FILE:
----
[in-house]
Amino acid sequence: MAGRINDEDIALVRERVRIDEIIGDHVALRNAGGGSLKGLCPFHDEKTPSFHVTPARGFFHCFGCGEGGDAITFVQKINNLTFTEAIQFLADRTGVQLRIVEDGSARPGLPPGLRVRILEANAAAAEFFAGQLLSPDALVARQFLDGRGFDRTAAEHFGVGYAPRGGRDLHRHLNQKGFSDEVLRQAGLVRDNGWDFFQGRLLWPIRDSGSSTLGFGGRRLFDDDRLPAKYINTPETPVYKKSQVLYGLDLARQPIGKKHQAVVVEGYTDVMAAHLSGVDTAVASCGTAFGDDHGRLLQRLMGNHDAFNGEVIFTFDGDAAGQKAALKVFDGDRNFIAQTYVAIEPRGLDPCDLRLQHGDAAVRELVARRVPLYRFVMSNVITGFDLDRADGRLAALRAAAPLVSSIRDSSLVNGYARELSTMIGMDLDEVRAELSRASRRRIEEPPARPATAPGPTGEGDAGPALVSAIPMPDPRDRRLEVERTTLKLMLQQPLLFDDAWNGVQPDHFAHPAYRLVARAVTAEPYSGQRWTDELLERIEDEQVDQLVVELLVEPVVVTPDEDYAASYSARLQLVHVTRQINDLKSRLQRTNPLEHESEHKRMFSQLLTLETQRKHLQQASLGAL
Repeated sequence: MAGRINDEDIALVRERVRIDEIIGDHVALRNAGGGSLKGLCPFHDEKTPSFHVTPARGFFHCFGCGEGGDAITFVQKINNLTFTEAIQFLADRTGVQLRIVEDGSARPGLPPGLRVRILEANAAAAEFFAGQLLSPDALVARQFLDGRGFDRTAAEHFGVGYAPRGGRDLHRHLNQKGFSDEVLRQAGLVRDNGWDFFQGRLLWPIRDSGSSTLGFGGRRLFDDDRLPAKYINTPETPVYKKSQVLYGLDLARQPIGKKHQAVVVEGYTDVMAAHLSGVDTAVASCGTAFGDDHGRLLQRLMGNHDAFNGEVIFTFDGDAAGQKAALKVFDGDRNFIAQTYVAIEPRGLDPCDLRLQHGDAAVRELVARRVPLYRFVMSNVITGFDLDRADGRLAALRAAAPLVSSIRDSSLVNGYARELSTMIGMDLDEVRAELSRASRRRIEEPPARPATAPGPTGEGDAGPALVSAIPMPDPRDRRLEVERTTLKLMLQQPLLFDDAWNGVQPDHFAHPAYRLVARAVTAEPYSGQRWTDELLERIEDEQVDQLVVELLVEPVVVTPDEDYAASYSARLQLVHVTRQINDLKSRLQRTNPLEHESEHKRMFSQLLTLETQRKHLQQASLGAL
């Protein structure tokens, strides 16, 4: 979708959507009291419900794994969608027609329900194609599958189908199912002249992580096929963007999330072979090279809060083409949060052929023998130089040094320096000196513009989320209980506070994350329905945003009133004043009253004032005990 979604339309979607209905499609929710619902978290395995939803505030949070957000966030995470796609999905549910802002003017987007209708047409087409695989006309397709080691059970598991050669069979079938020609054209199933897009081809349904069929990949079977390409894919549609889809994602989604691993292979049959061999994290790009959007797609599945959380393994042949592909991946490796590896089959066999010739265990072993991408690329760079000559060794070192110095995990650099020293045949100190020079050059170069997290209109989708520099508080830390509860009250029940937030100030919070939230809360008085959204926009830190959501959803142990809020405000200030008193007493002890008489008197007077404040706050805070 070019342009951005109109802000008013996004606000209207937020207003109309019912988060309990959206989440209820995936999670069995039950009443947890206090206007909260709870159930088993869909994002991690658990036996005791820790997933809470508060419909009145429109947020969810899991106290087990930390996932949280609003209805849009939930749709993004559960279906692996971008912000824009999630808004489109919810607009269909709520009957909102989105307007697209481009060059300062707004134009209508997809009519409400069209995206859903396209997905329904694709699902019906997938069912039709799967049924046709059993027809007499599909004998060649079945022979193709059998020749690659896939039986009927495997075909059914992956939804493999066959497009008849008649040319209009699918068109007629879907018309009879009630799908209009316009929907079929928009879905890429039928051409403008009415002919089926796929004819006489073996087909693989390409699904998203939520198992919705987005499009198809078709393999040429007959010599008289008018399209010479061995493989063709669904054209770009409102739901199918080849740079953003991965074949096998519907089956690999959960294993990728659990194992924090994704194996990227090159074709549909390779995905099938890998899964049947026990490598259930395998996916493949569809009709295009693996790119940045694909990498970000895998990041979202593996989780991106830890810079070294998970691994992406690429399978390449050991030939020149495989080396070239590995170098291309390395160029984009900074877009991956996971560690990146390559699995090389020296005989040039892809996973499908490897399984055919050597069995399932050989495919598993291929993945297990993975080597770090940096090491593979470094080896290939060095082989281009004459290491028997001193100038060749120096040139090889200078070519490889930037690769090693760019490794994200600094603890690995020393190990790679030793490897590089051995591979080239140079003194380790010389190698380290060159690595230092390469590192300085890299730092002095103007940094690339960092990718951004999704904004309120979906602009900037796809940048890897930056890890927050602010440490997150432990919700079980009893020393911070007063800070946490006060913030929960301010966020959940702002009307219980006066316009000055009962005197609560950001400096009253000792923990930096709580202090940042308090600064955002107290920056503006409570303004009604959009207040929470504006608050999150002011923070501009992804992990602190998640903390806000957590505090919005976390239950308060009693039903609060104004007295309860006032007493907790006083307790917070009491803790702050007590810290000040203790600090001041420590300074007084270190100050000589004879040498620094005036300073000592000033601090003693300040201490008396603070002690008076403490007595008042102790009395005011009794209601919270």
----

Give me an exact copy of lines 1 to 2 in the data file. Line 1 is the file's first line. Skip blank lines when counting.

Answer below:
[in-house]
Amino acid sequence: MAGRINDEDIALVRERVRIDEIIGDHVALRNAGGGSLKGLCPFHDEKTPSFHVTPARGFFHCFGCGEGGDAITFVQKINNLTFTEAIQFLADRTGVQLRIVEDGSARPGLPPGLRVRILEANAAAAEFFAGQLLSPDALVARQFLDGRGFDRTAAEHFGVGYAPRGGRDLHRHLNQKGFSDEVLRQAGLVRDNGWDFFQGRLLWPIRDSGSSTLGFGGRRLFDDDRLPAKYINTPETPVYKKSQVLYGLDLARQPIGKKHQAVVVEGYTDVMAAHLSGVDTAVASCGTAFGDDHGRLLQRLMGNHDAFNGEVIFTFDGDAAGQKAALKVFDGDRNFIAQTYVAIEPRGLDPCDLRLQHGDAAVRELVARRVPLYRFVMSNVITGFDLDRADGRLAALRAAAPLVSSIRDSSLVNGYARELSTMIGMDLDEVRAELSRASRRRIEEPPARPATAPGPTGEGDAGPALVSAIPMPDPRDRRLEVERTTLKLMLQQPLLFDDAWNGVQPDHFAHPAYRLVARAVTAEPYSGQRWTDELLERIEDEQVDQLVVELLVEPVVVTPDEDYAASYSARLQLVHVTRQINDLKSRLQRTNPLEHESEHKRMFSQLLTLETQRKHLQQASLGAL